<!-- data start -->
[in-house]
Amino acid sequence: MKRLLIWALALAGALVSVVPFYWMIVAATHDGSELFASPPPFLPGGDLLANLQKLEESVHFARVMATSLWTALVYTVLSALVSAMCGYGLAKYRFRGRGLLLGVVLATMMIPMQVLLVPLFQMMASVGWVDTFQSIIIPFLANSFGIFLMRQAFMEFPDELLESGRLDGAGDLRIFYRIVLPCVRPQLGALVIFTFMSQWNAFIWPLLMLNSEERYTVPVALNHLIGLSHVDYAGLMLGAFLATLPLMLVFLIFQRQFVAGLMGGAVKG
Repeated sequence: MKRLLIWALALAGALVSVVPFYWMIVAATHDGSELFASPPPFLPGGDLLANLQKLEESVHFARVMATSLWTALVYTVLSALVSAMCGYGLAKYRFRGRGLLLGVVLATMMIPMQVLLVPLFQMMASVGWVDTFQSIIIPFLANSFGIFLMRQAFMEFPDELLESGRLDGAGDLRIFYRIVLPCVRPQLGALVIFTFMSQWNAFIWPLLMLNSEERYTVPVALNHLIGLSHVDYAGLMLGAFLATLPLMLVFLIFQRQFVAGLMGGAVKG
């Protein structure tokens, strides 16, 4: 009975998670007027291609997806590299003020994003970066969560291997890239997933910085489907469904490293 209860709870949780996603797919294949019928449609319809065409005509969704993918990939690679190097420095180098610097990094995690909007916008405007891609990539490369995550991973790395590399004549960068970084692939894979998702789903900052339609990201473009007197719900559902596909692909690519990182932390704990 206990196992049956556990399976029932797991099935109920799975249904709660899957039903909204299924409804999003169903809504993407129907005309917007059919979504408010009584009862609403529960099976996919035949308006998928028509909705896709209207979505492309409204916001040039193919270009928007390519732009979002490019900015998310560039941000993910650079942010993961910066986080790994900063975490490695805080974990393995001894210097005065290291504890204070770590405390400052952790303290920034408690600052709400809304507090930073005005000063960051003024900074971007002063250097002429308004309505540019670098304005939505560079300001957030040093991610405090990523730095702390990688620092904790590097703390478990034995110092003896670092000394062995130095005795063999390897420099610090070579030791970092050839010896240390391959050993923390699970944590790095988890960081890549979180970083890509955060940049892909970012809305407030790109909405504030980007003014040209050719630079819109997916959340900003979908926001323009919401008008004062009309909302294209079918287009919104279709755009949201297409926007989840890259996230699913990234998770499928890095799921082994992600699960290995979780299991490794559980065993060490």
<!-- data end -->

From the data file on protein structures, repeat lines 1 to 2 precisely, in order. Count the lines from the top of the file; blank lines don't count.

[in-house]
Amino acid sequence: MKRLLIWALALAGALVSVVPFYWMIVAATHDGSELFASPPPFLPGGDLLANLQKLEESVHFARVMATSLWTALVYTVLSALVSAMCGYGLAKYRFRGRGLLLGVVLATMMIPMQVLLVPLFQMMASVGWVDTFQSIIIPFLANSFGIFLMRQAFMEFPDELLESGRLDGAGDLRIFYRIVLPCVRPQLGALVIFTFMSQWNAFIWPLLMLNSEERYTVPVALNHLIGLSHVDYAGLMLGAFLATLPLMLVFLIFQRQFVAGLMGGAVKG